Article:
Go Paddling in the Upper Missouri River Breaks National Monument, Fort Benton
For 149 miles, the Upper Missouri National Wild and Scenic River slices through the central Montana prairie. Paddling along the river, which served as the passageway west for Lewis and Clark, is the best way to see the diverse geology—white cliffs, rugged badlands, sandstone canyons, and fertile valleys—of the remote Upper Missouri River Breaks National Monument. Lewis and Clark Trail Adventures offers three-, four-, and six-day canoe adventures through the area. The trips start in Fort Benton and take travelers through such areas as the Grand Natural Wall, Citadel Rock, and Hole-in-the-Wall formations.
“This active adventure gives you the unique perspective not possible from the highways and roads,” says Gia Randono, co-owner with her husband, Wayne Fairchild, of the outdoor adventure company. “Paddling the Upper Missouri River Breaks through the white cliffs is special from a historical perspective. It is a section of Lewis and Clark's route where the landscape hasn’t changed … You can still see Native American teepee rings and early pioneer homesteads along the banks of the river. The hiking opportunities up into the slot canyons are an unexpected highlight of the trip.”
Take a Llama Trek, Swan Valley
If you think having a llama lug your gear up a trail doesn’t jive with the rugged Montana mindset, you’ve never met a llama. “Llamas make excellent trekking companions and make outstanding guard animals,” says Pat Tabor, founder and owner of Swan Mountain Companies, which operates Swan Mountain Llama Trekking. “One day all ten of our llamas treed a black bear that had wandered into their pasture. We had to remove them so the black bear could scurry down and be on his way.” You can meet Swan Mountain’s fearless llamas on a guided trip ranging from two hours to four days or more. Options include llama-packing clinics, yoga with a llama, and evening wine and cheese treks. On the latter, guides and guests set up a picnic on a scenic ridgetop overlooking the Swan Mountain Range, which makes up the western border of the Bob Marshall Wilderness. “We do a luxurious picnic setup, complete with tables, chairs, wine glasses, and a variety of cheeses, meats, crackers, and fruit,” says Tabor. “And, best of all, the pack llamas have done all of the heavy lifting for you.”
See the Chinese Wall, Bob Marshall Wilderness Complex
At 22 miles long and averaging 1,000 feet high, the Chinese Wall—a limestone escarpment that’s part of the Continental Divide—truly is a natural wonder. Unfortunately, it’s not easy to get to, requiring at least three days to hike or horseback ride into the backcountry of the more than million-acre Bob Marshall Wilderness Complex. "The awe-inspiring feeling that you get when you first see the wall, and then travel under it, is unforgettable,” says Connie Long, co-owner of Bob Marshall Wilderness Outfitters, which offers horseback trips to the wall. The wildlife and wildflowers and the splendor of the eastern front of the wall add to the experience. There are two perspectives from which the Chinese Wall can be seen. One is by traveling to the top of Haystack Mountain (the most familiar image). Long suggests taking a different angle by riding the trail along the base of the wall. “There is nothing like cresting the top of the hill and seeing the Chinese Wall shining back at you,” she adds. “It always gives me goose bumps.”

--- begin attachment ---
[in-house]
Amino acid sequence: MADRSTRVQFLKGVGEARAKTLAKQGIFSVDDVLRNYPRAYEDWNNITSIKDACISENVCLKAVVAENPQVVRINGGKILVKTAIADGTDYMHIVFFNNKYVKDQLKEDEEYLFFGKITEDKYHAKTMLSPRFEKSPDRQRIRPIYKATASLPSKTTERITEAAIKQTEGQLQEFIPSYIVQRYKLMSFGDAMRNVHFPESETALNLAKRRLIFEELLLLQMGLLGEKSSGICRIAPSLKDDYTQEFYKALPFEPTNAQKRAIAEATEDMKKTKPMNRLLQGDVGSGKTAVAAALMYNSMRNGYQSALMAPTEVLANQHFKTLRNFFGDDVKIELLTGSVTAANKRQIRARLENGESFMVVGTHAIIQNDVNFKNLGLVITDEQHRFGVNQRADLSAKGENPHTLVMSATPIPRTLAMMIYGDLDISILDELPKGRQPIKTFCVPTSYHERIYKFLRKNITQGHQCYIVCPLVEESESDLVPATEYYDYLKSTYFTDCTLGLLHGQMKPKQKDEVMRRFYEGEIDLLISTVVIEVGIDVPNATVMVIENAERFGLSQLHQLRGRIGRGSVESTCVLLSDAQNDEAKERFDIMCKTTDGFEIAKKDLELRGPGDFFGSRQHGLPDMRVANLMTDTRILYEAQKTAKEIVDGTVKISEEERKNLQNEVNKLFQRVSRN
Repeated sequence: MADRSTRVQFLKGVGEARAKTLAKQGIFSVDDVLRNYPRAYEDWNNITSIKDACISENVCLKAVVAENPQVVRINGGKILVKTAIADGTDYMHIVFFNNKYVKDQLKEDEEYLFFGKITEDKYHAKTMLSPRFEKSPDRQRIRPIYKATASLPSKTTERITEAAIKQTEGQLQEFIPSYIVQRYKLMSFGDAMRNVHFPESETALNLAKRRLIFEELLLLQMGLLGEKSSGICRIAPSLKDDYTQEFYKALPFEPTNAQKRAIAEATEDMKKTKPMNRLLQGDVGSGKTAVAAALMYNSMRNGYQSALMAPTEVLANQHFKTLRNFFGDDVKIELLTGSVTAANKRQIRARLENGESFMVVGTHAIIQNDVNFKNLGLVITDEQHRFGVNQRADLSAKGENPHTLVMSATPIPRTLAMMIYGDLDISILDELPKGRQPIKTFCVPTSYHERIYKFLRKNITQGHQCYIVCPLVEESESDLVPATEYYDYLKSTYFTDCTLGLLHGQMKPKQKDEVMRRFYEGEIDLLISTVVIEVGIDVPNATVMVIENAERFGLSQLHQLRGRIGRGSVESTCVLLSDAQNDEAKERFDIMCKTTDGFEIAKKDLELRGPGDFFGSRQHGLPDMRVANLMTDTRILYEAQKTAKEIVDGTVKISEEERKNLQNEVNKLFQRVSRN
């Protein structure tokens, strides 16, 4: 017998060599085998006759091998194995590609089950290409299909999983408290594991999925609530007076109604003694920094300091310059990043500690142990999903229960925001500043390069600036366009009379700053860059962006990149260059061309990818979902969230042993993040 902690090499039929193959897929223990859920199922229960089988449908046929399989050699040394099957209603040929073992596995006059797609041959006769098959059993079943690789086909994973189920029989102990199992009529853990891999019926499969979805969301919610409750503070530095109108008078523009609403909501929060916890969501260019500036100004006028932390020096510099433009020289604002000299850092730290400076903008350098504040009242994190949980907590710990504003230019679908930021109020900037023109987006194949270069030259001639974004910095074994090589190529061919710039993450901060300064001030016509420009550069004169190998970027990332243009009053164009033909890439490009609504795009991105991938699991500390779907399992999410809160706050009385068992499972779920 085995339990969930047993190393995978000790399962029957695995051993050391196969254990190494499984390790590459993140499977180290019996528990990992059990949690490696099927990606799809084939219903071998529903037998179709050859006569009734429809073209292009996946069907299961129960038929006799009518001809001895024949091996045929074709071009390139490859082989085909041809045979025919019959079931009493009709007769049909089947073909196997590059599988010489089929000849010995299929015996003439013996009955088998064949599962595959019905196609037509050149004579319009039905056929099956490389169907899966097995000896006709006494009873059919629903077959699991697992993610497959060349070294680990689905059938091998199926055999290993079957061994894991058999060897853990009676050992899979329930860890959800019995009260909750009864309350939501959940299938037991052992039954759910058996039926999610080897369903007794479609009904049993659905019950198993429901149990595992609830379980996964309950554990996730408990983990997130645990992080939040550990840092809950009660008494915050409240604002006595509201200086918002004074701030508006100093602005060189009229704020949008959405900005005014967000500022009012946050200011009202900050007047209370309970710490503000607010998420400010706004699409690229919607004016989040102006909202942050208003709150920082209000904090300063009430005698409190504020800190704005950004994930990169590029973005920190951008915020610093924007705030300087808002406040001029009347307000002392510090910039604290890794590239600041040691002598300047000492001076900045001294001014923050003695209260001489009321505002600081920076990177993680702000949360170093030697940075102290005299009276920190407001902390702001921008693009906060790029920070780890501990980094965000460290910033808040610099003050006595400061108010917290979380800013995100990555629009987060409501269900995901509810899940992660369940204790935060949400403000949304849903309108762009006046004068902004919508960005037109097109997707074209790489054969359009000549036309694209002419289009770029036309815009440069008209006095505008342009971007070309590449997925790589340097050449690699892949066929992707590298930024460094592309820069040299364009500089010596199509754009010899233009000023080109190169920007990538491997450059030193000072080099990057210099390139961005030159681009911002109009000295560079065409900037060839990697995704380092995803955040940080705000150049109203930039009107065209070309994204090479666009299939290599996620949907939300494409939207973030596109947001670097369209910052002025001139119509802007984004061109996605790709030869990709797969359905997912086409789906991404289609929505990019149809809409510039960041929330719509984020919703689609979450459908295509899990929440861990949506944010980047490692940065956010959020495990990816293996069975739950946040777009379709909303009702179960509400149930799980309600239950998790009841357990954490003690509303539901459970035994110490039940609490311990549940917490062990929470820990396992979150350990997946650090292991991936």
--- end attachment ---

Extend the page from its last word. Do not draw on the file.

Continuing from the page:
Be a Huckleberry Hound, Various Locations
- Nat Geo Expeditions
Across western Montana, huckleberry is the taste of summer. From the end of July through Labor Day, you can try something huckleberry—pancakes, jam, beer—at many local restaurants. Finding huckleberry foods to eat is easy. Locating actual huckleberries to pick can be more challenging, particularly since bears love them too. The trick, says veteran picker Jan Metzmaker, is to always carry a gallon-size, zipper-top bag with you. That way, if you come across a patch on a hike (try Danny On Trail at Whitefish Resort), you can take some berries with you. “Since you can’t cultivate huckleberries, it’s a summer tradition to go up into the mountains and pick them,” adds Metzmaker, former executive director of Glacier Fund, the fundraising partner of Glacier National Park. Although similar to blueberries, huckleberries have a definite tang. The versatile berry also makes one heck of a milkshake, and many Whitefish area restaurants will blend your huckleberries into one if you ask. The season’s first huckleberries typically appear at lower elevations in mid-July. As summer progresses, you’ll either have to hike higher up or stop at the Huckleberry Patch in Hungry Horse for a slice of freshly baked huckleberry pie.
Float Through the Gates of the Mountains, off I-15 Near Helena
When explorer Meriwether Lewis first saw this spectacular, cliff-walled stretch of the Missouri River he named it Gates of the Rocky Mountains. While more commonly called Gates of the Mountains, the limestone cliffs continue to awe boaters who travel the Upper Missouri. Visitors can channel their inner explorer by taking a two-hour Gates of the Mountains (GOM) boat tour along Meriwether’s route. During the trip, it seems as though rock walls up to 1,200 feet high are blocking the way, giving the boat no place to go. Eventually, the cliffs appear to open like gates, revealing the rest of the river. “The uniqueness of the Gates of the Mountains is the hidden beauty,” says GOM boat tour manager Tim Crawford. “The canyon in some places towers over you, in other places it opens up for grand vistas.” River guides point out sights most people miss, such as 1,300-year-old pictographs and Kelsey Moss, a small pink-white flower that blooms in spring.